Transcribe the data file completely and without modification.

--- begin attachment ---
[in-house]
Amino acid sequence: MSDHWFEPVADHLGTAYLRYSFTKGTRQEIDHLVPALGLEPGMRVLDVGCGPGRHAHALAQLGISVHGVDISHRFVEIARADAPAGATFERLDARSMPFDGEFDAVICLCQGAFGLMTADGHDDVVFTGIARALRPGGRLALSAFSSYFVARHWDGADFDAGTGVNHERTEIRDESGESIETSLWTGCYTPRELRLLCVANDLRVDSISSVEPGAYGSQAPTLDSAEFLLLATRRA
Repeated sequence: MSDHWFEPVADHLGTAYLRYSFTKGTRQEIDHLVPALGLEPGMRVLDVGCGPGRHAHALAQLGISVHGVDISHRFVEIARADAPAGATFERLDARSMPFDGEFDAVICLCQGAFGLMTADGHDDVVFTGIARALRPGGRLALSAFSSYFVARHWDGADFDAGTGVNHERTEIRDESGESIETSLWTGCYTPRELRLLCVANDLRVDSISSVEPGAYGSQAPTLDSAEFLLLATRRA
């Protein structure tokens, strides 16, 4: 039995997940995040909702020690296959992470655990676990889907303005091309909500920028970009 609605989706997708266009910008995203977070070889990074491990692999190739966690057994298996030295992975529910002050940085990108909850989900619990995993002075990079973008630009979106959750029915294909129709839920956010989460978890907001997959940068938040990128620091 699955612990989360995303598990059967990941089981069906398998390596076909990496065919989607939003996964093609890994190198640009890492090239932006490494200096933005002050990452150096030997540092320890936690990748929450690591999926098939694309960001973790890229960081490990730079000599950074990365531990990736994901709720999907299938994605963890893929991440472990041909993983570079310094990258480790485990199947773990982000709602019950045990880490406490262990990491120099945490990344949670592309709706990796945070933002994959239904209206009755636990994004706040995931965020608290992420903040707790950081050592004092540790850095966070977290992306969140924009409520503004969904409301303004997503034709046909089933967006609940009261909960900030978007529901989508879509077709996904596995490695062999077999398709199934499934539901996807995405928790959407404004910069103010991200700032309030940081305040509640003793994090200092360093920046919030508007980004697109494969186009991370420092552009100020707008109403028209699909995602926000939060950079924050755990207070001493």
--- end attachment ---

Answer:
[in-house]
Amino acid sequence: MSDHWFEPVADHLGTAYLRYSFTKGTRQEIDHLVPALGLEPGMRVLDVGCGPGRHAHALAQLGISVHGVDISHRFVEIARADAPAGATFERLDARSMPFDGEFDAVICLCQGAFGLMTADGHDDVVFTGIARALRPGGRLALSAFSSYFVARHWDGADFDAGTGVNHERTEIRDESGESIETSLWTGCYTPRELRLLCVANDLRVDSISSVEPGAYGSQAPTLDSAEFLLLATRRA
Repeated sequence: MSDHWFEPVADHLGTAYLRYSFTKGTRQEIDHLVPALGLEPGMRVLDVGCGPGRHAHALAQLGISVHGVDISHRFVEIARADAPAGATFERLDARSMPFDGEFDAVICLCQGAFGLMTADGHDDVVFTGIARALRPGGRLALSAFSSYFVARHWDGADFDAGTGVNHERTEIRDESGESIETSLWTGCYTPRELRLLCVANDLRVDSISSVEPGAYGSQAPTLDSAEFLLLATRRA
């Protein structure tokens, strides 16, 4: 039995997940995040909702020690296959992470655990676990889907303005091309909500920028970009 609605989706997708266009910008995203977070070889990074491990692999190739966690057994298996030295992975529910002050940085990108909850989900619990995993002075990079973008630009979106959750029915294909129709839920956010989460978890907001997959940068938040990128620091 699955612990989360995303598990059967990941089981069906398998390596076909990496065919989607939003996964093609890994190198640009890492090239932006490494200096933005002050990452150096030997540092320890936690990748929450690591999926098939694309960001973790890229960081490990730079000599950074990365531990990736994901709720999907299938994605963890893929991440472990041909993983570079310094990258480790485990199947773990982000709602019950045990880490406490262990990491120099945490990344949670592309709706990796945070933002994959239904209206009755636990994004706040995931965020608290992420903040707790950081050592004092540790850095966070977290992306969140924009409520503004969904409301303004997503034709046909089933967006609940009261909960900030978007529901989508879509077709996904596995490695062999077999398709199934499934539901996807995405928790959407404004910069103010991200700032309030940081305040509640003793994090200092360093920046919030508007980004697109494969186009991370420092552009100020707008109403028209699909995602926000939060950079924050755990207070001493």